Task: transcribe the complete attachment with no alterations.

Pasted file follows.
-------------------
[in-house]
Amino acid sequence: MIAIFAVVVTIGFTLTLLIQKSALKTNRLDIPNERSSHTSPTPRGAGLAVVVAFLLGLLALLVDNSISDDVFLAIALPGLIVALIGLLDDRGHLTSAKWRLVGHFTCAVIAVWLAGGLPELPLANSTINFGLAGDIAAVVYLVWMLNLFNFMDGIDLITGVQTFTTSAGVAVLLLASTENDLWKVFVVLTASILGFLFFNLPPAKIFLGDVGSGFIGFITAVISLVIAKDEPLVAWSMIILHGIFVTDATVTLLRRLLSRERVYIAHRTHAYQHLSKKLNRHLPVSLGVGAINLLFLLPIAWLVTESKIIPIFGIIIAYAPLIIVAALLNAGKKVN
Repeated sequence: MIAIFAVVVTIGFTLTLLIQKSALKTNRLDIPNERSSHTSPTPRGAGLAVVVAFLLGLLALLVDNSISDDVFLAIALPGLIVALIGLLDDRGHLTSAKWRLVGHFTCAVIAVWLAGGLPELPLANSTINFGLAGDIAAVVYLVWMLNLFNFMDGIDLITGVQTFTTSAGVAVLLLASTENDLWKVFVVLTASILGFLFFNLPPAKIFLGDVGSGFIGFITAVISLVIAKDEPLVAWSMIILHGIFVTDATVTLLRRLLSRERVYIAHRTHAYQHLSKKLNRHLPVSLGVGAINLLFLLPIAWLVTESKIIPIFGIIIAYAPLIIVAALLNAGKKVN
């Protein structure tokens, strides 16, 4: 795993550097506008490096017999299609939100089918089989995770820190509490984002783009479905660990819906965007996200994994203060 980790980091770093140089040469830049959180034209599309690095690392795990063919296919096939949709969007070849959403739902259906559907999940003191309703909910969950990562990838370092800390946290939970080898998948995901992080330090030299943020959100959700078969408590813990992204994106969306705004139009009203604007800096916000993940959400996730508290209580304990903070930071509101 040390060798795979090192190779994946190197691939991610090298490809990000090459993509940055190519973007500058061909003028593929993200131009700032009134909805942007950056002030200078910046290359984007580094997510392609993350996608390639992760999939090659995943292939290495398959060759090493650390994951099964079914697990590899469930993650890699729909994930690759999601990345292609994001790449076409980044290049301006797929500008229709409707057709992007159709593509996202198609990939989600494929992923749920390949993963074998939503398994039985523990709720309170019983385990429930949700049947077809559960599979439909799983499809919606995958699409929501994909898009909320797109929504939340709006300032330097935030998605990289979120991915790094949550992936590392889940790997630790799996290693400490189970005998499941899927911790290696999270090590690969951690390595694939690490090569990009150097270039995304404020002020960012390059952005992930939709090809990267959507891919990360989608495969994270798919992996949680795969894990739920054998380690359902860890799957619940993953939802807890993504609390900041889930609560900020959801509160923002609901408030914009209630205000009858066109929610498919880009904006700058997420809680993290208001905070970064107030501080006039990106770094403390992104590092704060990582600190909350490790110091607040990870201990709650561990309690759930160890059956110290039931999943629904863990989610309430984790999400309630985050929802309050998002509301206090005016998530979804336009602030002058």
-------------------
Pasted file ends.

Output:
[in-house]
Amino acid sequence: MIAIFAVVVTIGFTLTLLIQKSALKTNRLDIPNERSSHTSPTPRGAGLAVVVAFLLGLLALLVDNSISDDVFLAIALPGLIVALIGLLDDRGHLTSAKWRLVGHFTCAVIAVWLAGGLPELPLANSTINFGLAGDIAAVVYLVWMLNLFNFMDGIDLITGVQTFTTSAGVAVLLLASTENDLWKVFVVLTASILGFLFFNLPPAKIFLGDVGSGFIGFITAVISLVIAKDEPLVAWSMIILHGIFVTDATVTLLRRLLSRERVYIAHRTHAYQHLSKKLNRHLPVSLGVGAINLLFLLPIAWLVTESKIIPIFGIIIAYAPLIIVAALLNAGKKVN
Repeated sequence: MIAIFAVVVTIGFTLTLLIQKSALKTNRLDIPNERSSHTSPTPRGAGLAVVVAFLLGLLALLVDNSISDDVFLAIALPGLIVALIGLLDDRGHLTSAKWRLVGHFTCAVIAVWLAGGLPELPLANSTINFGLAGDIAAVVYLVWMLNLFNFMDGIDLITGVQTFTTSAGVAVLLLASTENDLWKVFVVLTASILGFLFFNLPPAKIFLGDVGSGFIGFITAVISLVIAKDEPLVAWSMIILHGIFVTDATVTLLRRLLSRERVYIAHRTHAYQHLSKKLNRHLPVSLGVGAINLLFLLPIAWLVTESKIIPIFGIIIAYAPLIIVAALLNAGKKVN
């Protein structure tokens, strides 16, 4: 795993550097506008490096017999299609939100089918089989995770820190509490984002783009479905660990819906965007996200994994203060 980790980091770093140089040469830049959180034209599309690095690392795990063919296919096939949709969007070849959403739902259906559907999940003191309703909910969950990562990838370092800390946290939970080898998948995901992080330090030299943020959100959700078969408590813990992204994106969306705004139009009203604007800096916000993940959400996730508290209580304990903070930071509101 040390060798795979090192190779994946190197691939991610090298490809990000090459993509940055190519973007500058061909003028593929993200131009700032009134909805942007950056002030200078910046290359984007580094997510392609993350996608390639992760999939090659995943292939290495398959060759090493650390994951099964079914697990590899469930993650890699729909994930690759999601990345292609994001790449076409980044290049301006797929500008229709409707057709992007159709593509996202198609990939989600494929992923749920390949993963074998939503398994039985523990709720309170019983385990429930949700049947077809559960599979439909799983499809919606995958699409929501994909898009909320797109929504939340709006300032330097935030998605990289979120991915790094949550992936590392889940790997630790799996290693400490189970005998499941899927911790290696999270090590690969951690390595694939690490090569990009150097270039995304404020002020960012390059952005992930939709090809990267959507891919990360989608495969994270798919992996949680795969894990739920054998380690359902860890799957619940993953939802807890993504609390900041889930609560900020959801509160923002609901408030914009209630205000009858066109929610498919880009904006700058997420809680993290208001905070970064107030501080006039990106770094403390992104590092704060990582600190909350490790110091607040990870201990709650561990309690759930160890059956110290039931999943629904863990989610309430984790999400309630985050929802309050998002509301206090005016998530979804336009602030002058």